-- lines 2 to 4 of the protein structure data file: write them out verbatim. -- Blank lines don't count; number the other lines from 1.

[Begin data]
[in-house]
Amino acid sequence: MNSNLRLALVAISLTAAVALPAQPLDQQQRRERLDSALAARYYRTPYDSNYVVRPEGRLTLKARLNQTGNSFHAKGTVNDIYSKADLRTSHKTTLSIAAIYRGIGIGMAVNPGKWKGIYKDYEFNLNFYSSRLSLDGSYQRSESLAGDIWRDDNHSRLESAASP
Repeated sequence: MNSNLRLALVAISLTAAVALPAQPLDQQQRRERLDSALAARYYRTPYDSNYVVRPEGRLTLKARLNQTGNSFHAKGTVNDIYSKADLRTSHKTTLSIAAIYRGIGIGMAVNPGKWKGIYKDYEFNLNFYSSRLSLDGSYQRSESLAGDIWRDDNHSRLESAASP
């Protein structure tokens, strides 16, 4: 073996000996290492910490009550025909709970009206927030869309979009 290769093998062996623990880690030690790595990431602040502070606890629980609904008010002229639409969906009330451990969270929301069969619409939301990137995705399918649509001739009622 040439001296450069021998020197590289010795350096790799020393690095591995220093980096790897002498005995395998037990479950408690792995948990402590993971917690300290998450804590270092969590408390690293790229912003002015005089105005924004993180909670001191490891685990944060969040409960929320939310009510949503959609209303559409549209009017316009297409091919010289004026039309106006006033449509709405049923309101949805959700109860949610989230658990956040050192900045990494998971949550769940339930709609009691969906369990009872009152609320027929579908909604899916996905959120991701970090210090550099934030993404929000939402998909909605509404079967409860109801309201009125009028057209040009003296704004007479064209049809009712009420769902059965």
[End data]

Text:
Amino acid sequence: MNSNLRLALVAISLTAAVALPAQPLDQQQRRERLDSALAARYYRTPYDSNYVVRPEGRLTLKARLNQTGNSFHAKGTVNDIYSKADLRTSHKTTLSIAAIYRGIGIGMAVNPGKWKGIYKDYEFNLNFYSSRLSLDGSYQRSESLAGDIWRDDNHSRLESAASP
Repeated sequence: MNSNLRLALVAISLTAAVALPAQPLDQQQRRERLDSALAARYYRTPYDSNYVVRPEGRLTLKARLNQTGNSFHAKGTVNDIYSKADLRTSHKTTLSIAAIYRGIGIGMAVNPGKWKGIYKDYEFNLNFYSSRLSLDGSYQRSESLAGDIWRDDNHSRLESAASP
């Protein structure tokens, strides 16, 4: 073996000996290492910490009550025909709970009206927030869309979009 290769093998062996623990880690030690790595990431602040502070606890629980609904008010002229639409969906009330451990969270929301069969619409939301990137995705399918649509001739009622 040439001296450069021998020197590289010795350096790799020393690095591995220093980096790897002498005995395998037990479950408690792995948990402590993971917690300290998450804590270092969590408390690293790229912003002015005089105005924004993180909670001191490891685990944060969040409960929320939310009510949503959609209303559409549209009017316009297409091919010289004026039309106006006033449509709405049923309101949805959700109860949610989230658990956040050192900045990494998971949550769940339930709609009691969906369990009872009152609320027929579908909604899916996905959120991701970090210090550099934030993404929000939402998909909605509404079967409860109801309201009125009028057209040009003296704004007479064209049809009712009420769902059965």